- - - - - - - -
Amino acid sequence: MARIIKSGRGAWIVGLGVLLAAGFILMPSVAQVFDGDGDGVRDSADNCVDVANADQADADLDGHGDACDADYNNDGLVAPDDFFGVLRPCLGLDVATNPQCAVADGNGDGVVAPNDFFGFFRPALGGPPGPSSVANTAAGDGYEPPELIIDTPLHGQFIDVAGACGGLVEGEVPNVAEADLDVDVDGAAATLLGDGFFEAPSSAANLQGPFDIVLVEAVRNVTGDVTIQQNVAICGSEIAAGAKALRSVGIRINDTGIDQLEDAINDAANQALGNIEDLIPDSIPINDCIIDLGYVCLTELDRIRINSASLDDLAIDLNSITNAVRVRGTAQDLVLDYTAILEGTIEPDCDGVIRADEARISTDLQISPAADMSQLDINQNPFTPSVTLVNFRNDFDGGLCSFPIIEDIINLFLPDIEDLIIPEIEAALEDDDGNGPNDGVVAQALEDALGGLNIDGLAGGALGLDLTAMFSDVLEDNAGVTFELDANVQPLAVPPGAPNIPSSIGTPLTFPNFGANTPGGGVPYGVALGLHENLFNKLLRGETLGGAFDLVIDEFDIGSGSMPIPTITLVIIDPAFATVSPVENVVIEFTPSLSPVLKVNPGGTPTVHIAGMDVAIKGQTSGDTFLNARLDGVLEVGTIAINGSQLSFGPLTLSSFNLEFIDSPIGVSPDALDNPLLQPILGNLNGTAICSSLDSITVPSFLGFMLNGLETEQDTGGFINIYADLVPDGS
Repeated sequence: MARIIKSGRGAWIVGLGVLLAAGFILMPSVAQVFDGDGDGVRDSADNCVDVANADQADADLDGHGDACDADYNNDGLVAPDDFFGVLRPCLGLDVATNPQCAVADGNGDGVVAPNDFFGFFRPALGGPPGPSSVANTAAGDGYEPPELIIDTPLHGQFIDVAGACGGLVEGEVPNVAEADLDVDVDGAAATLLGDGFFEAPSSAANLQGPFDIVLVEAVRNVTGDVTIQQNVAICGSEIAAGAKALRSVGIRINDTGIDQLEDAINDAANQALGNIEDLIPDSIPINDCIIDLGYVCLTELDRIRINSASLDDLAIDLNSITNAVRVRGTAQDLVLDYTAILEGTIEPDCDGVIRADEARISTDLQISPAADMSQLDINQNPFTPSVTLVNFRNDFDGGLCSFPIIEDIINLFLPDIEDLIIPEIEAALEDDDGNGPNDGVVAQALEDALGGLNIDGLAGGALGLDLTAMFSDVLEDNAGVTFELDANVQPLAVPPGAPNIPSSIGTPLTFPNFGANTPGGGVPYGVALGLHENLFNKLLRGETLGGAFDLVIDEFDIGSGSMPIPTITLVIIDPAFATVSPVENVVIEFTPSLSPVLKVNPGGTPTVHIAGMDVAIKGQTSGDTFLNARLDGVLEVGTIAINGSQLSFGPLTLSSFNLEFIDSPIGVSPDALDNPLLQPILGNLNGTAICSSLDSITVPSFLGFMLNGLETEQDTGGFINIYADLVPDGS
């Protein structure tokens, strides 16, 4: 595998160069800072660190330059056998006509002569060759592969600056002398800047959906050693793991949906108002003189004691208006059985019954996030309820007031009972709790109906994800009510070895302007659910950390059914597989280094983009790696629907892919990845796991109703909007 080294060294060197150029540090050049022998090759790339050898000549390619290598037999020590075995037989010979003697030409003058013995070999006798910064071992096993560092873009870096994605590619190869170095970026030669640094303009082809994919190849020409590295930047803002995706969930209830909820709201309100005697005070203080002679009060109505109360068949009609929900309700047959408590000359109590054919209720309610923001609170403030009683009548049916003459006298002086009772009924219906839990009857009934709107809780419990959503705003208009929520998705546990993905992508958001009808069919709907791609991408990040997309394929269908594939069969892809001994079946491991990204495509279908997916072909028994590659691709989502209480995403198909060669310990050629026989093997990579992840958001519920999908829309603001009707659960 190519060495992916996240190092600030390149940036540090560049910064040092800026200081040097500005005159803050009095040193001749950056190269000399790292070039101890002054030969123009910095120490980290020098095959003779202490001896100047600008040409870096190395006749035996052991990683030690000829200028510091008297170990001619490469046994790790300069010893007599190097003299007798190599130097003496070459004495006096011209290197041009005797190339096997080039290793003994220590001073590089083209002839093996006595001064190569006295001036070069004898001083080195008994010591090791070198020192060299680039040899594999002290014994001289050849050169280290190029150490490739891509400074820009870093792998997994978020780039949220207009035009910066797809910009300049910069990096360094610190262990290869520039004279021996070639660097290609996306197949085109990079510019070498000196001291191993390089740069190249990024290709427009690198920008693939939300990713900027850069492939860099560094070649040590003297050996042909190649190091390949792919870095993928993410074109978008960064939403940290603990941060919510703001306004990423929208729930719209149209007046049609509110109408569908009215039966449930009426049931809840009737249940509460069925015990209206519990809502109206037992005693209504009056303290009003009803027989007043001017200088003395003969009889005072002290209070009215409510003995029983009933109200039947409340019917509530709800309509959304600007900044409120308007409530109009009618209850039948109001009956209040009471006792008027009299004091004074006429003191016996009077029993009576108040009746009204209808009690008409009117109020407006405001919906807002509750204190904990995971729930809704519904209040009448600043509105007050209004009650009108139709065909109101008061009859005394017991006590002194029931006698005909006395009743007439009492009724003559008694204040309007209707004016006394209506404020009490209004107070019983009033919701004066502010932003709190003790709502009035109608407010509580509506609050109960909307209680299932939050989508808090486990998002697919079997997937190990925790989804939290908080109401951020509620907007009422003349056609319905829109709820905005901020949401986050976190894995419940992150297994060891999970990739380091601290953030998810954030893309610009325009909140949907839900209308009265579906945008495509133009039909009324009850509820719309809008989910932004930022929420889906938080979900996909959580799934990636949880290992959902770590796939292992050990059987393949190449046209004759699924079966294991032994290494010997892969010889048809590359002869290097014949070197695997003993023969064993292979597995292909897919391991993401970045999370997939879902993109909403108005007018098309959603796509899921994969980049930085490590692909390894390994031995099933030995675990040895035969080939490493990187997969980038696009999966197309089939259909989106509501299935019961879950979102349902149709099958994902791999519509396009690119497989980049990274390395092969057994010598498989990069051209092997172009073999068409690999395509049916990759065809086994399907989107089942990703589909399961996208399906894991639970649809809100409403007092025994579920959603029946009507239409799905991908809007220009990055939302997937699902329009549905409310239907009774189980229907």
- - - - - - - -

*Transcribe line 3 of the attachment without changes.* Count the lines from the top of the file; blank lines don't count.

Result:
């Protein structure tokens, strides 16, 4: 595998160069800072660190330059056998006509002569060759592969600056002398800047959906050693793991949906108002003189004691208006059985019954996030309820007031009972709790109906994800009510070895302007659910950390059914597989280094983009790696629907892919990845796991109703909007 080294060294060197150029540090050049022998090759790339050898000549390619290598037999020590075995037989010979003697030409003058013995070999006798910064071992096993560092873009870096994605590619190869170095970026030669640094303009082809994919190849020409590295930047803002995706969930209830909820709201309100005697005070203080002679009060109505109360068949009609929900309700047959408590000359109590054919209720309610923001609170403030009683009548049916003459006298002086009772009924219906839990009857009934709107809780419990959503705003208009929520998705546990993905992508958001009808069919709907791609991408990040997309394929269908594939069969892809001994079946491991990204495509279908997916072909028994590659691709989502209480995403198909060669310990050629026989093997990579992840958001519920999908829309603001009707659960 190519060495992916996240190092600030390149940036540090560049910064040092800026200081040097500005005159803050009095040193001749950056190269000399790292070039101890002054030969123009910095120490980290020098095959003779202490001896100047600008040409870096190395006749035996052991990683030690000829200028510091008297170990001619490469046994790790300069010893007599190097003299007798190599130097003496070459004495006096011209290197041009005797190339096997080039290793003994220590001073590089083209002839093996006595001064190569006295001036070069004898001083080195008994010591090791070198020192060299680039040899594999002290014994001289050849050169280290190029150490490739891509400074820009870093792998997994978020780039949220207009035009910066797809910009300049910069990096360094610190262990290869520039004279021996070639660097290609996306197949085109990079510019070498000196001291191993390089740069190249990024290709427009690198920008693939939300990713900027850069492939860099560094070649040590003297050996042909190649190091390949792919870095993928993410074109978008960064939403940290603990941060919510703001306004990423929208729930719209149209007046049609509110109408569908009215039966449930009426049931809840009737249940509460069925015990209206519990809502109206037992005693209504009056303290009003009803027989007043001017200088003395003969009889005072002290209070009215409510003995029983009933109200039947409340019917509530709800309509959304600007900044409120308007409530109009009618209850039948109001009956209040009471006792008027009299004091004074006429003191016996009077029993009576108040009746009204209808009690008409009117109020407006405001919906807002509750204190904990995971729930809704519904209040009448600043509105007050209004009650009108139709065909109101008061009859005394017991006590002194029931006698005909006395009743007439009492009724003559008694204040309007209707004016006394209506404020009490209004107070019983009033919701004066502010932003709190003790709502009035109608407010509580509506609050109960909307209680299932939050989508808090486990998002697919079997997937190990925790989804939290908080109401951020509620907007009422003349056609319905829109709820905005901020949401986050976190894995419940992150297994060891999970990739380091601290953030998810954030893309610009325009909140949907839900209308009265579906945008495509133009039909009324009850509820719309809008989910932004930022929420889906938080979900996909959580799934990636949880290992959902770590796939292992050990059987393949190449046209004759699924079966294991032994290494010997892969010889048809590359002869290097014949070197695997003993023969064993292979597995292909897919391991993401970045999370997939879902993109909403108005007018098309959603796509899921994969980049930085490590692909390894390994031995099933030995675990040895035969080939490493990187997969980038696009999966197309089939259909989106509501299935019961879950979102349902149709099958994902791999519509396009690119497989980049990274390395092969057994010598498989990069051209092997172009073999068409690999395509049916990759065809086994399907989107089942990703589909399961996208399906894991639970649809809100409403007092025994579920959603029946009507239409799905991908809007220009990055939302997937699902329009549905409310239907009774189980229907």